Muni sweeps: Market turning points
A muniland expert alerted me that we passed a significant benchmark late last week. The benchmark, which market experts say is a key indicator, is the ratio between the yield for 10-year AAA municipal bonds and the yield for the 10-year U.S. Treasury note. It hit a 12-month low of 82.35 last Thursday night.
Daniel Berger, Senior Market Strategist at Thomson Reuters MMD, tells me “the light primary market issuance in 2011 has not kept pace with bond redemptions. Muni buyers could be in a larger predicament and reach for muni bonds in June when redemptions jump to $27 billion if monthly average issuance continues to be less than $16 billion.”
Daniel is saying that there will be more money from bond redemptions chasing fewer newly-issued bonds. Prices will likely rise and yields will go down. This could cause a bigger market rally.
More market turning points?
Reuters reports that small investors have slowed and almost ended withdrawals from muni mutual funds.
Outflows at U.S. tax-free mutual funds may have crested, signaling that small investors are possibly warming to America’s municipal market, now in a month-old rally.
Mutual funds data group Lipper late on Thursday reported that funds specializing in U.S. muni debt had nearly $95 million of net outflows in the week ended May 11, marking the 26th straight week of outflows.
But the total was less than an eighth of the previous week’s outflows of over $796 million, according to Lipper, a unit of Thomson Reuters.
The four-week moving average of muni fund outflows also narrowed.
California may register bonds on New York Stock Exchange
The Bond Buyer reports on a market-moving development this morning:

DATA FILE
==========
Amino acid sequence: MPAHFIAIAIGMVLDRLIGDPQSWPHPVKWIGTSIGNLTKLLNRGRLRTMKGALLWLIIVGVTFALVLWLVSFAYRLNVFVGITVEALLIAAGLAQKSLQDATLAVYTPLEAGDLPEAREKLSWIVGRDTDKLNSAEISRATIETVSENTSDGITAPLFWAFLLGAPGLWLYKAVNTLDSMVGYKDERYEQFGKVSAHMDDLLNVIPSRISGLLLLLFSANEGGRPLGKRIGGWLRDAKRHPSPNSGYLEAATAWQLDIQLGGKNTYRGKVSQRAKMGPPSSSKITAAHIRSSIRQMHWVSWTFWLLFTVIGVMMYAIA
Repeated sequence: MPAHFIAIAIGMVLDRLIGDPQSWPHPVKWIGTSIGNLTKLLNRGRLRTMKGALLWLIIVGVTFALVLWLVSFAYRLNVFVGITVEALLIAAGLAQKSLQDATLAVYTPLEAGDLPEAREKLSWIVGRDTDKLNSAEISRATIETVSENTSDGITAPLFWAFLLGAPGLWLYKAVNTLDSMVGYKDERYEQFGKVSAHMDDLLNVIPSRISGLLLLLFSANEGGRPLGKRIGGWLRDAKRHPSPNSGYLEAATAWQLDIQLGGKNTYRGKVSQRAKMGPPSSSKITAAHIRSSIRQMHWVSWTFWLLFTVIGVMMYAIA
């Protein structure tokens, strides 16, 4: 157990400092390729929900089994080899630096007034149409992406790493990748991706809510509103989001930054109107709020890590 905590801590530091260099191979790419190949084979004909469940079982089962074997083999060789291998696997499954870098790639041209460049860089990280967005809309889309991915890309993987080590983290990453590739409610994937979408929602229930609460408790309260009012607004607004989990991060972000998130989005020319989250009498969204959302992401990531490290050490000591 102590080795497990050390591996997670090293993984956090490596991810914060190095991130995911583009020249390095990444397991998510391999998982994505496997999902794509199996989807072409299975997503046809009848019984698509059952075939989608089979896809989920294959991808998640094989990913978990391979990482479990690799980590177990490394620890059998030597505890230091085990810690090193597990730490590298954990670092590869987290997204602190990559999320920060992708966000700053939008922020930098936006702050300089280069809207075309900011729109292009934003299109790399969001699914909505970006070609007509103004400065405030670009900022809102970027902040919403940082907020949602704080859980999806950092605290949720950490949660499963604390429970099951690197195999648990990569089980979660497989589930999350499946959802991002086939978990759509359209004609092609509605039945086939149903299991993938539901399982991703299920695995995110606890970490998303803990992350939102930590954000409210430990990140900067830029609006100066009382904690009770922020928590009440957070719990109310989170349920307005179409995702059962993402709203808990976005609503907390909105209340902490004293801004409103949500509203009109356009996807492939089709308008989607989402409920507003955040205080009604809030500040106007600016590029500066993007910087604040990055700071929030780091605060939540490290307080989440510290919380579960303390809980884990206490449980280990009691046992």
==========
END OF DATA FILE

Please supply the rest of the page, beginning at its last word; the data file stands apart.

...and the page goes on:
California Treasurer Bill Lockyer is pushing a bill that would allow the state, the largest issuer of municipal debt, to take the unusual step of selling $25 bonds on the New York Stock Exchange.
The proposed legislation would change state law to allow minimum general obligation bond denominations to drop to $25 from $1,000, potentially increasing California’s reach into the retail market.
The bill “would allow us to issue these $25 instruments that are really a security listed on the New York Stock Exchange,” said Tom Dresslar, a spokesman for the treasurer’s office. “The more retail you have, it puts you in a better position to get the best possible price when you go to the institutional side.”
This is tremendous news for retail investors. Imagine being able to get a muni bond price like you get a stock price. Revolutionary!
Open Gov West
I mentioned Open Gov West on Friday in my post about sunlight and citizen participation. Here is some video replay of the conference, and here is a good PowerPoint on “How to create government websites that don’t fail.”
Social Services 211, an open database/wiki/map, won the grand prize for open government application and we are waiting for a link to share.
The Hill: Debate ramps up as debt limit looms
The Mainliner Blog: Municipal Investing From a Contrarian Perspective
Investment News: Muni bonds: More bang for the buck